Identifying Sources of Stress to Native Aquatic Species Using a Watershed Ecological Risk Assessment Framework.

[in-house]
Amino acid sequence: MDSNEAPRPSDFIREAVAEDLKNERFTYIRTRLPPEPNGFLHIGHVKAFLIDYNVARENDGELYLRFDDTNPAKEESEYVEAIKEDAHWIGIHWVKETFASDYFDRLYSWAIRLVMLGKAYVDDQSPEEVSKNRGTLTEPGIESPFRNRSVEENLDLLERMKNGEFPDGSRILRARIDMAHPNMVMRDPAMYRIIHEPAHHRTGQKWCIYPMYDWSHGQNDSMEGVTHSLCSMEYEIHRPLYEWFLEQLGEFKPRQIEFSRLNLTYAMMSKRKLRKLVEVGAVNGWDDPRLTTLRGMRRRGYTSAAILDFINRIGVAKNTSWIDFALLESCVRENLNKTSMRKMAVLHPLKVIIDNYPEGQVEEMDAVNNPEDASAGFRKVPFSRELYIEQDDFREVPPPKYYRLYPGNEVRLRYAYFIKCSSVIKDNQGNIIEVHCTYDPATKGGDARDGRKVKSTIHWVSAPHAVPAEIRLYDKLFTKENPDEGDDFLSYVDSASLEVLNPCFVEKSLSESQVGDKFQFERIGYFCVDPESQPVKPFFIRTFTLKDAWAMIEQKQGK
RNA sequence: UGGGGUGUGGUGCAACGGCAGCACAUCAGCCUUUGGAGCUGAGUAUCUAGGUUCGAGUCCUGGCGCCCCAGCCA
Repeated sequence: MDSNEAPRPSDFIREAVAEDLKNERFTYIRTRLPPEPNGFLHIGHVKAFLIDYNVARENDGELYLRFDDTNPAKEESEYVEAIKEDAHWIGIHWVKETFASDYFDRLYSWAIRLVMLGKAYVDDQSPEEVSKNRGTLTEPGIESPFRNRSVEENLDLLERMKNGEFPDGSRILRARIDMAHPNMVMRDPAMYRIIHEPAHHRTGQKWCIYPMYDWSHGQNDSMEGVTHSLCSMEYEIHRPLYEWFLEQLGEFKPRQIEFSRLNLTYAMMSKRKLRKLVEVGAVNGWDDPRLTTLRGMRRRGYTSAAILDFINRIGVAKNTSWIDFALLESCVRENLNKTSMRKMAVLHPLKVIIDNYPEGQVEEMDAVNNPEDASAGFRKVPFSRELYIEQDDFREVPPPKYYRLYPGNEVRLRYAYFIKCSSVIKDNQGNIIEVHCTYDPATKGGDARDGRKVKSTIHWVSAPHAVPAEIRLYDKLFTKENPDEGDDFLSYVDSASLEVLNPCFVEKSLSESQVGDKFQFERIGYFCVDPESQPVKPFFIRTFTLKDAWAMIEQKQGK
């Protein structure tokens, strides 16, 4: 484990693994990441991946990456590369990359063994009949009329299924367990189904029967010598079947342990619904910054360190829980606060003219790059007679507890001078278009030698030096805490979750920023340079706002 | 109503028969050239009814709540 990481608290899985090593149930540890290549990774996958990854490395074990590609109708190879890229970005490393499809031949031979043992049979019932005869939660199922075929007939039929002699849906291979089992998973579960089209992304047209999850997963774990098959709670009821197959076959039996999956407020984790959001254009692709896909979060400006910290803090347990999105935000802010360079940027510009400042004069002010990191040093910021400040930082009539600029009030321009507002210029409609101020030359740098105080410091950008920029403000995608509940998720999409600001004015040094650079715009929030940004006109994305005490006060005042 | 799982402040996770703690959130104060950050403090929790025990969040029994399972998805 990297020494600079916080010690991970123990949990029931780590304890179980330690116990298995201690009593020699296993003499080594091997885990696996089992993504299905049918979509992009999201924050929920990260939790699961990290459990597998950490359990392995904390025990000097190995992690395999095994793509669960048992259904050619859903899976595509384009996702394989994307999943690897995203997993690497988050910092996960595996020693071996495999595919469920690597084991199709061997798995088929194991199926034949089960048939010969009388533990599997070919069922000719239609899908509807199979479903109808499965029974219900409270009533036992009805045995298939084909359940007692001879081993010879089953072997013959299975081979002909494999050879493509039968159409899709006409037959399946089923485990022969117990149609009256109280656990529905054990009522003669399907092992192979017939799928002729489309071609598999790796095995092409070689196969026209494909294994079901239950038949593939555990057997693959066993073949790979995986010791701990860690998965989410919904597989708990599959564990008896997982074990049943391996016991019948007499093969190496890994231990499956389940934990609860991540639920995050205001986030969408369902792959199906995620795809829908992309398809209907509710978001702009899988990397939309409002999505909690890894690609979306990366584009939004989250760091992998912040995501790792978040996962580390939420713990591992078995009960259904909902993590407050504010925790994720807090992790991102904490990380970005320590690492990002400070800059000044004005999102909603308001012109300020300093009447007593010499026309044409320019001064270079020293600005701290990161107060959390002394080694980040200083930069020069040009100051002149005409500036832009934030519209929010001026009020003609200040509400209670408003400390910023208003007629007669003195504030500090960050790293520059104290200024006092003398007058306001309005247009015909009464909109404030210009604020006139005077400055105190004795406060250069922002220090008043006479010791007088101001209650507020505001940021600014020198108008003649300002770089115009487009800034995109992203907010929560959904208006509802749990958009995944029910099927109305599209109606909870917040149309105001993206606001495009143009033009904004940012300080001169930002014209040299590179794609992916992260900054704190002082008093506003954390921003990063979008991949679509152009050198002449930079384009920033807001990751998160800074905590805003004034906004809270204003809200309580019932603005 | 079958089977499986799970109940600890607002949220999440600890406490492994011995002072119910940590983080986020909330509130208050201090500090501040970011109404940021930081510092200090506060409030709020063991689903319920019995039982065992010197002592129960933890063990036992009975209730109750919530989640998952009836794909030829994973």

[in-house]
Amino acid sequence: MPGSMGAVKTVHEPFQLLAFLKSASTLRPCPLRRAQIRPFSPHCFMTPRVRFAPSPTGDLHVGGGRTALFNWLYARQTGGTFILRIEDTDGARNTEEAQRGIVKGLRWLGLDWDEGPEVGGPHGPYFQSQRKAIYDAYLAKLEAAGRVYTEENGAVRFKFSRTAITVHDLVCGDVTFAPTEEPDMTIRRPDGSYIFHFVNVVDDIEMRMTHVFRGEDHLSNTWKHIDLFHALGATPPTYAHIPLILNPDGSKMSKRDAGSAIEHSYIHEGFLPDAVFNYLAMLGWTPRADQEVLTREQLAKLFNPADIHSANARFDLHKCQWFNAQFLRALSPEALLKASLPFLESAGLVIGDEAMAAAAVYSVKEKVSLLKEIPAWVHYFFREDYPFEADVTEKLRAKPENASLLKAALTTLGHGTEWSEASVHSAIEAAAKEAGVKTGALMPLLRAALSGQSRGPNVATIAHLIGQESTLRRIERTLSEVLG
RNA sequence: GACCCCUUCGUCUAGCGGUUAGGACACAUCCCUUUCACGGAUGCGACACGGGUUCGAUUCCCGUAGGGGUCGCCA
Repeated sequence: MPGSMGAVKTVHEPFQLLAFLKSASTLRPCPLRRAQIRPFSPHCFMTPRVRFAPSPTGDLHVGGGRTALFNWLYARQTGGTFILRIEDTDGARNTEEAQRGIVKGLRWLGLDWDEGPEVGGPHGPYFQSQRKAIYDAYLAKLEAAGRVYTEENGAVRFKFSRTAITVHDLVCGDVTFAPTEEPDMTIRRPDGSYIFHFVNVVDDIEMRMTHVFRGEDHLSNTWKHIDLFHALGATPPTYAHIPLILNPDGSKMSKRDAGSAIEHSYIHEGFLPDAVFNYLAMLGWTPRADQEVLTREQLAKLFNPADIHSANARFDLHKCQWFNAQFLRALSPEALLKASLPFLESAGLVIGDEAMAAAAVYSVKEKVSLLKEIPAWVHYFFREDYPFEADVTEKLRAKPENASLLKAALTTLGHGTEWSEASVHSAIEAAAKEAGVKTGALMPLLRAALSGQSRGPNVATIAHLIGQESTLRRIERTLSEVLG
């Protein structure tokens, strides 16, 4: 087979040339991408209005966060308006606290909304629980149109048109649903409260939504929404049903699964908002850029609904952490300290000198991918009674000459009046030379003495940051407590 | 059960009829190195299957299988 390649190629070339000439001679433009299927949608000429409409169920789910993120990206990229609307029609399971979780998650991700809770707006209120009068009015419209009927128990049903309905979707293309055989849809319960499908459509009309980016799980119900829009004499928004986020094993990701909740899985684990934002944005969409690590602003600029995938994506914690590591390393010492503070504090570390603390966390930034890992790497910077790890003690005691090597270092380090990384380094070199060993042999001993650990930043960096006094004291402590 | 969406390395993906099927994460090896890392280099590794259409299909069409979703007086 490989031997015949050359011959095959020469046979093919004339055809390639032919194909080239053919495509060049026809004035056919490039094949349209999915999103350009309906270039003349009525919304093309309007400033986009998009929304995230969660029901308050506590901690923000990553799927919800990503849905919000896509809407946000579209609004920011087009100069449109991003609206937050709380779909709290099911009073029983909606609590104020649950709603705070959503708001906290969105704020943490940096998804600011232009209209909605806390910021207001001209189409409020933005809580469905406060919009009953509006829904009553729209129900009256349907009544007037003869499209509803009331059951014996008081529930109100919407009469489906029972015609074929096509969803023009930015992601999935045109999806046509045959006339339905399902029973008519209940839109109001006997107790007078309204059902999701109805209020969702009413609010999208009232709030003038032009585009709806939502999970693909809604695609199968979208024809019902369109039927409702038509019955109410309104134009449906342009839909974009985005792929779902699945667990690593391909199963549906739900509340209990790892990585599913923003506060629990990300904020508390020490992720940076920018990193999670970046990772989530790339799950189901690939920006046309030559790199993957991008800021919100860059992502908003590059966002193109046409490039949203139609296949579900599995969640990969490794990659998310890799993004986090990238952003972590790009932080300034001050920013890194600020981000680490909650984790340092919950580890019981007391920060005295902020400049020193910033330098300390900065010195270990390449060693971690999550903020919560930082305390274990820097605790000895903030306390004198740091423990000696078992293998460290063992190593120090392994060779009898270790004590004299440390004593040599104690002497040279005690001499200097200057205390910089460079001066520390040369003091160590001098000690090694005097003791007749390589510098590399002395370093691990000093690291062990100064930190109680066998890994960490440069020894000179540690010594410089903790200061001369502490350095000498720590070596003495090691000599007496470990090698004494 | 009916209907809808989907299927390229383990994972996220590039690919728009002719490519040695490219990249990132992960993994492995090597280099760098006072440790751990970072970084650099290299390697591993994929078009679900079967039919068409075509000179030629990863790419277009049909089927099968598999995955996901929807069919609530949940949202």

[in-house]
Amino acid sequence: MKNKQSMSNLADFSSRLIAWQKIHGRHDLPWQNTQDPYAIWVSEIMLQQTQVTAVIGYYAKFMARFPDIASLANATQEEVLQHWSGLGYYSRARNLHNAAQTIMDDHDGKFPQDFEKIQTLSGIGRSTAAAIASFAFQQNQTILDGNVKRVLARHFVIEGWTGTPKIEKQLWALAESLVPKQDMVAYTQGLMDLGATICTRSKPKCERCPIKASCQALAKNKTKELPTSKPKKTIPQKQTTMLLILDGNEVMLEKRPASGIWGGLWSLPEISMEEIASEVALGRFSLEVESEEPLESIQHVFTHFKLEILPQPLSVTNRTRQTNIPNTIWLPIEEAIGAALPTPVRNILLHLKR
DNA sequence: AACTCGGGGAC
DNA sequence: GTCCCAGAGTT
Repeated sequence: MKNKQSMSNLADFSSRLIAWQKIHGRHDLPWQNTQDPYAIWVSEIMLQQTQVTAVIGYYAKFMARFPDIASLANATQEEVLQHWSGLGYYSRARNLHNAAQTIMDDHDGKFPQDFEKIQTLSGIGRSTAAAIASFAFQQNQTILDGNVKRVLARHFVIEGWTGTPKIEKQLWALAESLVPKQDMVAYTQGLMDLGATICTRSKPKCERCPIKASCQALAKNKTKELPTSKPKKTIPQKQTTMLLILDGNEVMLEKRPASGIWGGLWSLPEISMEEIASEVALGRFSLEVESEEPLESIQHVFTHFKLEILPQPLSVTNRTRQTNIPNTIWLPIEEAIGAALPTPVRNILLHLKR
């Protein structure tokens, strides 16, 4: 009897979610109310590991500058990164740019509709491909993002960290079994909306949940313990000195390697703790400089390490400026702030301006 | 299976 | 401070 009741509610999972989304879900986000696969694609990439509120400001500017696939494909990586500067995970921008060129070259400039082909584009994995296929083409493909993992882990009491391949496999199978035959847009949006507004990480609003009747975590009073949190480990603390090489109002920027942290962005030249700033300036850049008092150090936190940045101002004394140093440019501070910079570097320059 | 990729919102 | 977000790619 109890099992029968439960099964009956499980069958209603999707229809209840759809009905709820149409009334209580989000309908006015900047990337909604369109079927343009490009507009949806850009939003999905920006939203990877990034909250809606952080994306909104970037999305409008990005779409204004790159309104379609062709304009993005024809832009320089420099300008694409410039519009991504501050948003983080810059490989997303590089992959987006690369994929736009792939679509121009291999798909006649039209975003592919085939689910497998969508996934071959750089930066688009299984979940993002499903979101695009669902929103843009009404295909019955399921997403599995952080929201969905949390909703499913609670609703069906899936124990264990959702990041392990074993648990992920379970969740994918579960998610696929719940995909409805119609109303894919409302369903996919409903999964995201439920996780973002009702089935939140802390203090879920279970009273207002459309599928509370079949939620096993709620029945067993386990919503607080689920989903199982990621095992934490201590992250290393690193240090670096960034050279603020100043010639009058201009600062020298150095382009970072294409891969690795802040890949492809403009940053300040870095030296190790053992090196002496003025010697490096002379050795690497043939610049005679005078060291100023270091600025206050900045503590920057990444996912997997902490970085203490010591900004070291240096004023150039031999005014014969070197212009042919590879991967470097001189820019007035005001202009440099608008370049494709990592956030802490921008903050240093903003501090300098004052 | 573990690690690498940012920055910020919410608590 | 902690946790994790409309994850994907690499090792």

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The free-flowing Clinch and Powell River basin, located in southwestern Virginia, U.S.A., historically had one of the richest assemblages of native fish and freshwater mussels in the world. Nearly half of the species once residing here are now extinct, threatened or endangered. The United States Environmental Protection Agency's (USEPA) framework for conducting an ecological risk assessment was used to structure a watershed scale analysis of human land use, in-stream habitat quality, and their relationship to native fish and mussel populations in order to develop future management strategies and prioritize areas in need of enhanced protection. Our analyses indicate that agricultural and urban land uses, as well as proximity to mining activities and transportation corridors, are inversely related to fish index of biotic integrity (IBI) and mussel species diversity. Forward stepwise multiple regression analyses indicated that coal mining had the most impact on fish IBI followed by percent cropland and urban area in the riparian corridor (R2 = 0.55, p = 0.02), however, these analyses suggest that other site-specific factors are important. Habitat quality measures accounted for as much as approximately half of the variability in fish IBI values if the analysis was limited to sites within a relatively narrow elevation range. These results, in addition to other data collected in this watershed, suggest that non-habitat related stressors (e.g., accidental chemical spills) also have significant effects on biota in this basin. The number of co-occurring human land uses was inversely related to fish IBI = -0.49, p < 0.01). Sites with 2 co-occurring land uses had > 90% probability of having < 2 mussel species present. Our findings predict that many mussel concentration sites are vulnerable to future extirpation. In addition, our results suggest that protection and enhancement of naturally vegetated riparian corridors, better controls of mine effluents and urban runoff, and increased safeguards against accidental chemical spills, as well as reintroduction or augmentation of threatened and endangered species, may help sustain native fish and mussel populations in this watershed.